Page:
Dancing at Lughnasa
From: Thursday, 26th February 2009
To: Saturday, 9 May 2009
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An award winning and moving Irish drama set in the closing days of the long hot summer of 1936. A tender portrait of a family of five strong, single women whose lives are revitalised by the breathtaking music and dancing of their Donegal home. 1990 Laurence Olivier Award and Broadway Award for Best New Play. (Lughnasa is pronounced Loo-na-sa)
6 March 2009
Brian Friel has turned eighty this year and he was at the Old Vic on opening night to see this glorious revival by Anna Mackmin of what is certainly one of his very best plays, if not his masterpiece.
The second show in a few days to be set in 1936 – Burnt by the Sun is another kind of idyll, threatened by Stalin’s reign of terror; the Irish community here is feeling the effects at last of the Industrial Revolution, and the Spanish Civil War is a remote reality – Dancing at Lughnasa is a poignant memory play about five sisters in Friel’s perennial fictional Donegal village of Ballybeg.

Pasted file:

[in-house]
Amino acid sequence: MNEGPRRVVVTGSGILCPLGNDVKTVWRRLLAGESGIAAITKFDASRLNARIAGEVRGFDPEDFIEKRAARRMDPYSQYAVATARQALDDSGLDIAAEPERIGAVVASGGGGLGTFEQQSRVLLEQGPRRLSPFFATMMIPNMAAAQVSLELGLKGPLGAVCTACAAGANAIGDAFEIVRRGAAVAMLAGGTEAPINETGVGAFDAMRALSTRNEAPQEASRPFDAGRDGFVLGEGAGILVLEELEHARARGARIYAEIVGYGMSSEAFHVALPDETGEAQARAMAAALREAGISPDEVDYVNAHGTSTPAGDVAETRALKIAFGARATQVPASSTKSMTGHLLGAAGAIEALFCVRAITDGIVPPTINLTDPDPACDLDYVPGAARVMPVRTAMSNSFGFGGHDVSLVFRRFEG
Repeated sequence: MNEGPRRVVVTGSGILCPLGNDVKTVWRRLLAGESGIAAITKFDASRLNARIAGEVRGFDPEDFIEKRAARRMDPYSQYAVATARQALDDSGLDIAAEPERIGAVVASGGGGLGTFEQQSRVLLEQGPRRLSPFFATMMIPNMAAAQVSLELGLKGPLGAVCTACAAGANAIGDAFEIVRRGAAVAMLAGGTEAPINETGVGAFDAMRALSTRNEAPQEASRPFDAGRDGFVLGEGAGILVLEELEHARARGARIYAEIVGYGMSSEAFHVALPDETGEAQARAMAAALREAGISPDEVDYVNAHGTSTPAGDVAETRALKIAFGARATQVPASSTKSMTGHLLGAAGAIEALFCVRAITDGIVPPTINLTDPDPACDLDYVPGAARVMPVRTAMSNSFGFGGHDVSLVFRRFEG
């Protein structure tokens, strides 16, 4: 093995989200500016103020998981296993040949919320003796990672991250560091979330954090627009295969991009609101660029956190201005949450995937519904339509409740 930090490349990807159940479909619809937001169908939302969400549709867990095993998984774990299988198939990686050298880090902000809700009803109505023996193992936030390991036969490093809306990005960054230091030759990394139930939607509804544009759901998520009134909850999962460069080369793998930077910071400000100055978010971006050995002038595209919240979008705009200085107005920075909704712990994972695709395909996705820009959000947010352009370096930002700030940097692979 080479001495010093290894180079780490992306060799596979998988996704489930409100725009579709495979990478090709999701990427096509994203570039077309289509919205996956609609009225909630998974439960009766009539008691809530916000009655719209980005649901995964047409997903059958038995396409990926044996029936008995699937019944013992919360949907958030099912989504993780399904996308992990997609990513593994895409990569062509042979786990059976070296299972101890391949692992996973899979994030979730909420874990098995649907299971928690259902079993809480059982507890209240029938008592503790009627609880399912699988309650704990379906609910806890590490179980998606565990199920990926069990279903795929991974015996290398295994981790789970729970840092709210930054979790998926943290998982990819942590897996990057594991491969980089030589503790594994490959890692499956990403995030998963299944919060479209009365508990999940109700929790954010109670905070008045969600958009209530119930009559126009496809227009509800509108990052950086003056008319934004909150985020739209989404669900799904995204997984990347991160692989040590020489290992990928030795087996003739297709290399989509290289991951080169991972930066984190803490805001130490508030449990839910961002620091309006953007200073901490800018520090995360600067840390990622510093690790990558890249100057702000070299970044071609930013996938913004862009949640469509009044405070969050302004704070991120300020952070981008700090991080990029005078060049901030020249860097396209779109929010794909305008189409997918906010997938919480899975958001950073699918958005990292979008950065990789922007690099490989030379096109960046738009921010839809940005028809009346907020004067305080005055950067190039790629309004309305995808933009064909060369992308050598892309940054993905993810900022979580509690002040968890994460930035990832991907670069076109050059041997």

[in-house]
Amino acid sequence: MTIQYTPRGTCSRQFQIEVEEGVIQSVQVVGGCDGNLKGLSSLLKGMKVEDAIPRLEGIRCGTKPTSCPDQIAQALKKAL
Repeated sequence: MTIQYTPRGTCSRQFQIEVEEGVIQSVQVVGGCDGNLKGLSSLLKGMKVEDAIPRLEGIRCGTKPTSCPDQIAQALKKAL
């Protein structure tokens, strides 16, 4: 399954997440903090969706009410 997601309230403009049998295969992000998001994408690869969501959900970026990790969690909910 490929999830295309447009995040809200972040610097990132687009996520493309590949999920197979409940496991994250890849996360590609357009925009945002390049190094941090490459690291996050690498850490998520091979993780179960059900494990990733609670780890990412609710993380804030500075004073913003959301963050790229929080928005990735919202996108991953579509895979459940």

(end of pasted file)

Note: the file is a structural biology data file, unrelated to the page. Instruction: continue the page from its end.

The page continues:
One of the sisters was the unmarried mother of Peter McDonald’s grown-up Michael, who remembers this summer at the harvest festival time of the pagan god Lugh when he was seven years old. Uncle Jack (growly, slightly discombobulated Finbar Lynch), is a priest who has returned from hi...
Latest User Review
rds - 6 May 2009:
David Baxter sums it up well here. The narrator certainly spent most of his time swiveling around so that the audience could catch at least some of what he was saying, but his fellow actors this wasn't an option and so many in the audience would have struggled to catch what was being said and particular with the heavy accents employed. Apart from that fundamental flaw with the staging they are an exceptional cast. The women in particular are terrific, but one surprise for me was Jo Stone-Fewing's Welsh philanderer Gerry - he really is adorable. I suspect, seeing Sonia Friedman's name on the credits, its destined for an NYC transfer - it would, of course, fit perfectly the venue currently occupied by the Norman Conquests. As for here, its definitely worth seeing, but try and get close to the stage....